I put the two potted plants on the ground next to the pillars so the tops of each can be used like a side table when relaxing in this spot. I like how they make the columns look more permanent so I might be placing my burlap pots over here next year with some trailing flowers! As for that faux rock we started this whole project with, it found a use covering the leech field pipe nearby. If you look closely in the photo above you’ll see it beyond the fence. From a distance it looks real and keeps the whole area from being cluttered while you’re supposed to be enjoying the view.
The Hubs had already purchased materials to build the arbor we originally planned so we’ll re-purpose that idea and supplies to a similar project over the back gate or perhaps for a new special project he’s been talking about recently. I won’t spill the beans on that just yet, but it will be a big project for sure if it does happen this season and of course I’ll share it here once it’s done.
Today I’m sharing the new garden bench we added between the brick pillars we recently added to the side yard. I found a metal bench online that I liked but of course they wouldn’t ship to Alaska and the local store didn’t have any in stock, so I went into the store to see if they had anything similar hoping they’d have a decent option or two on sale for the end of the season.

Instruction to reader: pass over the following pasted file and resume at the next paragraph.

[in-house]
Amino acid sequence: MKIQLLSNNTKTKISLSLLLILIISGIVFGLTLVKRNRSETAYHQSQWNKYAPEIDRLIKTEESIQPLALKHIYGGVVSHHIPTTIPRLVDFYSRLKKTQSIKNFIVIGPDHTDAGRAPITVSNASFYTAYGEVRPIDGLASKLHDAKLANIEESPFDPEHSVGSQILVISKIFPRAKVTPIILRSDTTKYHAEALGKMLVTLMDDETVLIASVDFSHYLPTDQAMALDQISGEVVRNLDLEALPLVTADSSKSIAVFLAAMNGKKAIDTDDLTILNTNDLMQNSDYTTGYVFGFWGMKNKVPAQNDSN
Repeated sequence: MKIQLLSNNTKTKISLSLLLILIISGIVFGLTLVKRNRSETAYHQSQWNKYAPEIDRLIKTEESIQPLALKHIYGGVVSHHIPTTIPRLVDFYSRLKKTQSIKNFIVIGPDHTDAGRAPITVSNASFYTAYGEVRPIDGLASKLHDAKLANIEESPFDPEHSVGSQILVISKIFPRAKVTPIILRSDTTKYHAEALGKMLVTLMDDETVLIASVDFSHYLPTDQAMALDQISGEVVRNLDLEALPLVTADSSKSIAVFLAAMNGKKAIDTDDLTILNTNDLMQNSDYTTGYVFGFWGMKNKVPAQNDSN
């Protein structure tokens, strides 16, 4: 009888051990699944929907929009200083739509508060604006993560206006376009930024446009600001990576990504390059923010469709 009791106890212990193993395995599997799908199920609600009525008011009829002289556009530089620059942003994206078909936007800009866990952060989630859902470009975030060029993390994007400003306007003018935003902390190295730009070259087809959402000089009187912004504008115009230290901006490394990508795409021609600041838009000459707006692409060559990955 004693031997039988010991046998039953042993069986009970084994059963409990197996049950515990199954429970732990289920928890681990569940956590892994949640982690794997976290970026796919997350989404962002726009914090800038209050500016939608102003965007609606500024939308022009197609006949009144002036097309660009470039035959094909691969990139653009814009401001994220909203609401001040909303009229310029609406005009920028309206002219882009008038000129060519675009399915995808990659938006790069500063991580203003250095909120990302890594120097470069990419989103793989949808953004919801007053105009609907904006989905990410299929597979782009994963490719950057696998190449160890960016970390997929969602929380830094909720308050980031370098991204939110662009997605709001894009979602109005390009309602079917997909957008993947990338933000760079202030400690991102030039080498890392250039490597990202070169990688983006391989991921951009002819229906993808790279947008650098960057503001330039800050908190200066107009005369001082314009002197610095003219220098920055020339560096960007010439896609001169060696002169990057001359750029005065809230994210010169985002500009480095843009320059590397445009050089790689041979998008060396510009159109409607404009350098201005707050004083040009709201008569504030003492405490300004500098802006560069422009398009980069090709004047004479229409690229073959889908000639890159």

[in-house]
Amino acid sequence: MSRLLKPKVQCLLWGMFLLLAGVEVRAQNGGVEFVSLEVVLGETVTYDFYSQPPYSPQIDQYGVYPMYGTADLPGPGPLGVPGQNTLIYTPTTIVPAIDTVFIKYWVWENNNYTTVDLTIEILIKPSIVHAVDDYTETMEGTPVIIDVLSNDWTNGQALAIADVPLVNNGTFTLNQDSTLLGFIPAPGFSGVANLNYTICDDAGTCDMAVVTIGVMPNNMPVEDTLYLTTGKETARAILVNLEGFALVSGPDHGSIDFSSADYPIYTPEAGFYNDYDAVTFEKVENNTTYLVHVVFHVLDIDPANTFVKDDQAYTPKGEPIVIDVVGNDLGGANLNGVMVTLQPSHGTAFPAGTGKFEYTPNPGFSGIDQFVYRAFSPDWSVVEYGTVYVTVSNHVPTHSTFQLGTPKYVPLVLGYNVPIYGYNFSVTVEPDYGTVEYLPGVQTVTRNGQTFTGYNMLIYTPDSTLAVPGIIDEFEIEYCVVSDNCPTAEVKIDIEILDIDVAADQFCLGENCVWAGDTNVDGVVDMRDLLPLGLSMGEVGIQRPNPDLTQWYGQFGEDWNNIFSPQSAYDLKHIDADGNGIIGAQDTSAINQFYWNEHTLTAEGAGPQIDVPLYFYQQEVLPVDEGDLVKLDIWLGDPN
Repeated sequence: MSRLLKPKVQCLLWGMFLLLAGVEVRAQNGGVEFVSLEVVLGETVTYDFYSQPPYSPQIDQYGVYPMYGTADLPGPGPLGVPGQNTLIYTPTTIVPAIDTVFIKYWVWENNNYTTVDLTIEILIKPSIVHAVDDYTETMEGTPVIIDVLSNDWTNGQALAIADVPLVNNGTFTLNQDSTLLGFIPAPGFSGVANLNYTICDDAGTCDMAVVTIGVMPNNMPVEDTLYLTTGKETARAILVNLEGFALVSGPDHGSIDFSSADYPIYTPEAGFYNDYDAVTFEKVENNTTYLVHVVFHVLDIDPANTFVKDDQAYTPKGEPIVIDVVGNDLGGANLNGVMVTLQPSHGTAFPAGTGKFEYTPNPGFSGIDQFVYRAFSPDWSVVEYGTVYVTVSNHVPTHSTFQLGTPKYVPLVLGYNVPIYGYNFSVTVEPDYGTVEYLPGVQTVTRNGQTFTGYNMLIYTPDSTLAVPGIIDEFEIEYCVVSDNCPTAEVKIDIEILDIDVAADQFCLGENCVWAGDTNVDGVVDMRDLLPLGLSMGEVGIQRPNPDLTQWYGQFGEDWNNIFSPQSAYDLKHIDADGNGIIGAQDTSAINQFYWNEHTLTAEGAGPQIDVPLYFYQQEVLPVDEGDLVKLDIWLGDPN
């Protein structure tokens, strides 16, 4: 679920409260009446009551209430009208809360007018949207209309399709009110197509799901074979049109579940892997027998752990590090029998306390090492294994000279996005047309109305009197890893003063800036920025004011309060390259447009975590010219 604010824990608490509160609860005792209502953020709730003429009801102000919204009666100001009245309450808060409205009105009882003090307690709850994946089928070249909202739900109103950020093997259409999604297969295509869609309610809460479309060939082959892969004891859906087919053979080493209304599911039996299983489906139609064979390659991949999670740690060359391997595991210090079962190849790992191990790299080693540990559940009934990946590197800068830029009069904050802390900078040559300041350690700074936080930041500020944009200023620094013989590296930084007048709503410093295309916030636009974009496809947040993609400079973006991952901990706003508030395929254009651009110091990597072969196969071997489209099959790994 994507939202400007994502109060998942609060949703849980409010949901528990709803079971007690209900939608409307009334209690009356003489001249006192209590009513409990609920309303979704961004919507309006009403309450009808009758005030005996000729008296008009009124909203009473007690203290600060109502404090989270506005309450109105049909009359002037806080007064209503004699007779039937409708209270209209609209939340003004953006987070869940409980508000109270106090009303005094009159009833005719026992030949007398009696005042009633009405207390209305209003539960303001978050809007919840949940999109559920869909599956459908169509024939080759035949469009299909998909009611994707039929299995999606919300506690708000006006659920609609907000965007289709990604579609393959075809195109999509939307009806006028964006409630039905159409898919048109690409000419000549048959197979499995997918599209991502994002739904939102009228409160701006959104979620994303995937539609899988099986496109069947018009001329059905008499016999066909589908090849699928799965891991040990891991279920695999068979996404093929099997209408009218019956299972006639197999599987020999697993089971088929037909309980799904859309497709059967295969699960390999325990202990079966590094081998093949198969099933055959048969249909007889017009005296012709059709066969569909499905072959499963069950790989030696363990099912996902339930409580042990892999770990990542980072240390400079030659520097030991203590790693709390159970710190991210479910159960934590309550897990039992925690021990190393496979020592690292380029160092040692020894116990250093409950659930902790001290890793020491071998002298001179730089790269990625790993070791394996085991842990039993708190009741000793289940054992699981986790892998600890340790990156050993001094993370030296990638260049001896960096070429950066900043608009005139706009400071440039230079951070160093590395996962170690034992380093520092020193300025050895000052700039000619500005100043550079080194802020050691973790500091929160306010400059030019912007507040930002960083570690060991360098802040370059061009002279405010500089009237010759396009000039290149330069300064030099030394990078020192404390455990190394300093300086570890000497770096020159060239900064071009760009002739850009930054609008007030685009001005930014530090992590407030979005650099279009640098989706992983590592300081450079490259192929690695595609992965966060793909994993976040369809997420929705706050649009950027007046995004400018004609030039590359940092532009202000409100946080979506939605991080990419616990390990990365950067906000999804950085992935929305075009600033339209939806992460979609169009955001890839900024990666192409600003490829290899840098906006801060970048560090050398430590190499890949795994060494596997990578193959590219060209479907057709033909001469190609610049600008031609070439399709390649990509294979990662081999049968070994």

They had this bench which is very similar to the one I saw on the website but it was $30 more! Luckily I had printed the online option and taken it with me so I sweetly asked the sales guy if he could price match their own website since they didn’t carry the one I really wanted. He must have wanted to clear out the last one they had because he quickly agreed and offered to carry the big box to the register for me!
On the way to the registers I realized that the outdoor pillows I’d been eyeing were on 50% off sale so I snagged a couple of those as well when I noticed that several of the options available tied in the navy, green and aqua I already had going on in the yard. My favorite is the little bird pillow, which I got two of! They look pretty great on the fire pit chairs.